Why tackling climate change matters to dtac and Telenor

The planet is facing severe environmental deterioration caused by resource exploitation, leading to a decline in biodiversity. Shoreline cities like Bangkok are sinking faster than expected due to the rapid rise of sea levels. Agriculture is being disrupted by flooding and drought brought by extreme weather patterns, posing challenges to food security.

“Climate change is not a linear problem, it’s an exponential problem,” Kristian Hall, Climate and Environment Director at Telenor, told dtacblog, referring to tipping points such as the melting of arctic permafrost, resulting in additional emissions of the potent greenhouse gas methane. Telenor is a major shareholder of dtac and provides the company with expertise in many areas, including climate change.

Adhering to the Paris Agreement

In 2015, representatives from 196 states gathered in Paris to adopt the legally binding international treaty on climate change, the Paris Agreement. Its goal is to limit the rise of global temperatures to below 2 degrees Celsius – preferably to 1.5 degrees – compared to pre-industrialization levels.

“To achieve this long-term cap on temperature levels, each country is required to issue plans on how to reduce its greenhouse gas (GHG) emissions. Nordic countries are setting stricter and more ambitious climate targets, aimed at 40 percent reduction of GHG emissions when comparing 1990 to 2030,” said Mr. Hall. “As a responsible corporate citizen, Telenor set its long-term goal to reduce emissions of GHG from global operations by 57 percent by 2030, from a 2019 baseline.”

To ensure that Telenor’s is keeping pace with the Paris Agreement goal, the Fornebu-headquartered telecom provider is taking science-based climate action, as prescribed by the Scientific Based Targets Initiative (SBTi).

Ambitious corporate goals

Telenor operates in nine markets across Asia and the Nordics, and there are significant differences between the two regions. Different degrees of economic development call for different climate goals.

“In the Nordic regions, Telenor’s ambition is to have carbon-neutral business operations by 2030, focusing on energy efficiency measures in network operations, purchasing renewable electricity, and finally, implementing carbon neutral services. In Asia, a 50 percent reduction in carbon emission by 2030 is set as a goal, with a focus on substituting diesel generators with solar solutions at base stations and sourcing renewable electricity sources from solar, wind, and hydro power,” said Mr. Hall.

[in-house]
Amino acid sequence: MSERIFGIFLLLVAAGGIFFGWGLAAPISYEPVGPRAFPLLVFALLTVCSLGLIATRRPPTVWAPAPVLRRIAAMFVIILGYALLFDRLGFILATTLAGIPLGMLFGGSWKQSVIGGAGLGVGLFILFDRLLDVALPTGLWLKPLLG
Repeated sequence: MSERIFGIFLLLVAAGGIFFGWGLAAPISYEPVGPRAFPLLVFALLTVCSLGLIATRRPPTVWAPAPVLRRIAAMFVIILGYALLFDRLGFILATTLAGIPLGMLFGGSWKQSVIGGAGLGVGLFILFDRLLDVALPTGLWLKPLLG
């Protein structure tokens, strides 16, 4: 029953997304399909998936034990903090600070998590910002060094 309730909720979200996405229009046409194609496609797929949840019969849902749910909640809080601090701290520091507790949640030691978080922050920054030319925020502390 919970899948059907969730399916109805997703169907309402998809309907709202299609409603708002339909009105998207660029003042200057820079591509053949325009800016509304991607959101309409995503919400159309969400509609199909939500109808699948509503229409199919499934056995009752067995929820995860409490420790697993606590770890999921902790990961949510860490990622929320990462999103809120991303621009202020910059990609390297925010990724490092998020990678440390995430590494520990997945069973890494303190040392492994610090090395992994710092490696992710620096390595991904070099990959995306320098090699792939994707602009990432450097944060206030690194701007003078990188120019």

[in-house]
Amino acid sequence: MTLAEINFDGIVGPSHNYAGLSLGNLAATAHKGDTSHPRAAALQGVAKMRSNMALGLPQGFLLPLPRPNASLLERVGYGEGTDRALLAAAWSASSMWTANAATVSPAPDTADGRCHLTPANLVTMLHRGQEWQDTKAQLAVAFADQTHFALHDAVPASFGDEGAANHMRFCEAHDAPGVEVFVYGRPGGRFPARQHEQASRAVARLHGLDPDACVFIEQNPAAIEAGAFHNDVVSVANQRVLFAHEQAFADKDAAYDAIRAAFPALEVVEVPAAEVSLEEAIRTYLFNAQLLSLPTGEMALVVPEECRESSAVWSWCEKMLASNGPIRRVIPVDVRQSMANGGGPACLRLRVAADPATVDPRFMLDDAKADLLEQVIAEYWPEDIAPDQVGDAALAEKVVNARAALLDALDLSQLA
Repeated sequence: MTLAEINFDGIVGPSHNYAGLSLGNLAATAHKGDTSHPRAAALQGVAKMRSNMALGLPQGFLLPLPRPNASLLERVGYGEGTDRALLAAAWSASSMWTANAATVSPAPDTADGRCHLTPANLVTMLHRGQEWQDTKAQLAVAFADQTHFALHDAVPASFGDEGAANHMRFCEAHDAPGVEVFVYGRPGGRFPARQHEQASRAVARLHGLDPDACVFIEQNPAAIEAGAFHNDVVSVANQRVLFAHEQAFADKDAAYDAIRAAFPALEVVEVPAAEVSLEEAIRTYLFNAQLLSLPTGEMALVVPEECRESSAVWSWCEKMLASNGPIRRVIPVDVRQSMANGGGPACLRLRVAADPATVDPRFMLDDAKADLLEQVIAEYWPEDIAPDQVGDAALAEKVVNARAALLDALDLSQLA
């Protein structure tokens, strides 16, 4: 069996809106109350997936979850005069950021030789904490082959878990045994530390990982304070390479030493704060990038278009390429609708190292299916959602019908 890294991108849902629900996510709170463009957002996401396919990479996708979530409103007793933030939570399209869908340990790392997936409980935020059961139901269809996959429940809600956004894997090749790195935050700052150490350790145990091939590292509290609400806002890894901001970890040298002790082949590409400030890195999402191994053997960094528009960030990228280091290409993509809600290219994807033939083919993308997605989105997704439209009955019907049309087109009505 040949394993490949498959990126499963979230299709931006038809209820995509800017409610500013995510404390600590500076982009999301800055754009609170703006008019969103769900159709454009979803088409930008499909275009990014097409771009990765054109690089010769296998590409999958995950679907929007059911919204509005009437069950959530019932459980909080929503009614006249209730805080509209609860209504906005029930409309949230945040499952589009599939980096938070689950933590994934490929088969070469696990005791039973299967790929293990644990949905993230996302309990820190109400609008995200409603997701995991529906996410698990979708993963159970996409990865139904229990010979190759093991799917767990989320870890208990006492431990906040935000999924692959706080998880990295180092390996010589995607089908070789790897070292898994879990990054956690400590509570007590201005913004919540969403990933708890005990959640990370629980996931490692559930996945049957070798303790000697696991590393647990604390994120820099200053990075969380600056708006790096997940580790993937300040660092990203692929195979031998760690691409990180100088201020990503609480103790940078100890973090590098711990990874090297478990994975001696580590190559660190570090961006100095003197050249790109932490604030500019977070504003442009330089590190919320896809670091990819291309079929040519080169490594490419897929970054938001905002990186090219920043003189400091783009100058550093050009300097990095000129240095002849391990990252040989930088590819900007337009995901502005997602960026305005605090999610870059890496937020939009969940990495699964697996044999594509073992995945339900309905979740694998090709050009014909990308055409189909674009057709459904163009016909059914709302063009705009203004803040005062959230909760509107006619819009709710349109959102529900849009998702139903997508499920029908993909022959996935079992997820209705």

As Telenor reduces its environmental footprint, power purchase agreements (PPAs) will be adopted to anchor its operations’ progress on sustainability. PPAs are long-term contracts to buy renewable energy at agreed volumes and prices that meet the needs of generators and the consumers.

However, challenges remain. In Asia, fossil fuels like coal, oil and natural gas are primary energy sources. In Thailand, corporate PPAs are not yet available due to the power market’s regulation.

“PPAs are critical for the process of reducing greenhouse gas emissions as we’re moving towards the 5G era, which may increase overall energy consumption,” said Mr. Hall.

Leveraging new technologies

Using renewable energy sources will cut global emissions of telecommunication services.

New technologies may also contribute to the reduction of energy use. To achieve this, dtac has strengthened its energy reduction programs, which include deploying cooling precision technologies at data centers and increasing the mix of renewable energy use at cell sites.

The company also partners with leading industries to develop 5G use cases for energy efficiency, such as smart energy monitoring, smart farming, and smart water management.

Another example is the Green Radio project in Norway, which uses machine learning and artificial intelligence (AI) to better forecast the demands from users of telecommunications networks. This enables them to adjust power consumption and radio equipment capacities to match the demand.

Deployment of up-and-coming technologies, such as Internet of Things, Big data, AI and blockchain, will also significantly contribute to the telecommunications industry’s positive climate effects, enabling other companies and consumers to reduce their own emissions.  

“In vertical industries, IoT, 5G and blockchain technologies provide a basis for product traceability, allowing industries and consumers to better track the source of raw materials. When it comes to agriculture, automation can be used for unweeding, which can reduce pesticide use. Effective telecommunication is often an important enabler for such new technologies,” said Mr. Hall.

Managing expectations

“Strong environmental performance is crucial for a company to operate and earn trust from consumers, employees and stakeholders in Nordic countries,” Mr. Hall added. “Increasingly, investors are using a new framework of climate risk reporting – recommended by the Task Force on Climate-related Financial Disclosures – when evaluating whether to invest in a company.”

In turn, this focus on being environmentally responsible has benefited valuations of good corporate citizens, as companies that take more action on climate issues have seen higher stock growth compared with organizations that are weak on environment management. In addition to saving our environment, it is one more reason why businesses should take leadership positions on GHG emissions reduction.